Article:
Earlier we looked at the most parsimonious ancestor as determined by the large reptile family treeStephanospondylus did not have a carapace but was a Diadectes-like turtle sister taxon that preceded turtles by 65 million years. So, there was still a big time window in which to find closer turtle ancestors. No carapace or ribs are known for this taxon, but the rest of the anatomy was closer to turtles than any other tested taxon.

Earlier I wrote a short blog on turtle/pterosaur relations, but that was done by eliminating half the taxon list to prove a point and should not be considered the final word due to the mass exclusion experiment. Still, turtles and pterosaurs nested close to each other than to placodonts or dinosaurs.

As always, I encourage readers to see specimens, make observations and come to your own conclusions. Test. Test. And test again.

Evidence and support in the form of nexus, pdf and jpeg files will be sent to all who request additional data.

Baur G 1887. On the phylogenetic arrangement of the Sauropsida: Journal of Morphology, v. 1, n. 1:93-104.
Cisneros JC, Rubidge BS, Mason R and Dube C 2008. Analysis of millerettid parareptile relationships in the light of new material of Broomia perplexa Watson, 1914, from the Permian of South Africa. Journal of Systematic Palaeontology 2008 (6): 453–462. doi:10.1017/S147720190800254X
Cox CB 1969. The problematic Permian reptile Eunotosaurus. Bulletin of the British Museum of Natural History 18: 167–196.
deBraga M and Rieppel 0 1997. Reptile phylogeny and the interrelationships of turtles. Zoological Journal of the Linnean Society 120:281-354.
Gauthier J Kluge AG and Rowe T 1988. Amniote phylogeny and the importance of fossils. Cladistics 4: 105-209
Gaffney ES 1990. The comparative osteology of the Triassic turtle Proganochelys, Bull. Am. Mus. Nat. Hist. 194: 1–263.
Gregory WK 1946. Pareiasaurs versus placodonts as near ancestors to turtles. Bulletin of the American Museum of Natural History 86:275-326
Gow CE 1997. A reassessment of Eunotosaurus africanus Seeley (Amniota: Parareptilia). Palaeontologia Africana, 34:33–42.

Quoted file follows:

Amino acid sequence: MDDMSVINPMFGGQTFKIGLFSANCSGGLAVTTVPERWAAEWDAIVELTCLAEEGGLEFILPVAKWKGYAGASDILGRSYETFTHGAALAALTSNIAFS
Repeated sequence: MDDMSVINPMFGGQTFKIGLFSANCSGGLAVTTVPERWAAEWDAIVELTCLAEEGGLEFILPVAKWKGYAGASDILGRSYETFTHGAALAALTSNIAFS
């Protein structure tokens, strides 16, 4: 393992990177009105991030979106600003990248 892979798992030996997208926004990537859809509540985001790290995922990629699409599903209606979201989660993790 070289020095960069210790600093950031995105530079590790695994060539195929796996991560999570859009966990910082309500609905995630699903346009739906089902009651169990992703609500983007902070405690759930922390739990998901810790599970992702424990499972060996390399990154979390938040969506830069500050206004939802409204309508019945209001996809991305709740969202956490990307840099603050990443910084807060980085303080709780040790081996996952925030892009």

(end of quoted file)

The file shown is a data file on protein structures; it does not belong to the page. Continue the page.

Gow CE and de Klerk B 1997. First record of Eunotosaurus (Amniota: Parareptilia) from the Eastern Cape. Palaeontologia Africana, 34: 27–31.
Keyser AW and Gow CE 1981. First complete skull of the Permian reptile
Eunotosaurus africanus Seeley. South African Journal of Science 77: 417–420.
Li C, Rieppel O, Wu X-C, Zhao L-J and Wang LT 2011. A new Triassic marine reptile from southwestern China. Journal of Vertebrate Paleontology 31 (2): 303-312. doi:10.1080/02724634.2011.550368.
Layson TR, Bever GS, Bhullar B-AS, Joyce WG and Gauthier JA 2010. Transitional fossils and the origin of turtles. Biology Letters June 9 2010. doi: 10.1098/rsbl.2010.0371
Li C, Wu X-C, Rieppel O, Wang L-T and Zhao L-J 2008. An ancestral turtle from the Late Triassic of southwestern China. Nature 456: 497-501.
Lyson TR, Bever GS, Bhullar B-AS, Joyce WG, Gauthier JA 2010. Transitional fossils and the origin of turtles. Biology Letters 6:830-833. online PDF
Modesto SP 2000. Eunotosaurus africanus and the Gondwanan ancestry of anapsid reptiles. Palaeontologia Africana, 36:15–20.
Rieppel O and Reisz RR 1999. The Origin and Early Evolution of Turtles. Annual Review of Ecology and Systematics 30: 1-22.
Rubidge BS, Modesto, S, Sidor C and Welman J. 1999. Eunotosaurus africanus from the Ecca–Beaufort contact in Northern Cape Province, South Africa — implications for Karoo Basin development. South African Journal of Science 95: 553–555. online pdf
Watson DMS 1914. Eunotosaurus africanus (Seeley) and the ancestors of the Chelonia, Proceedings of the Zooogical Society of London 11:1011–1020.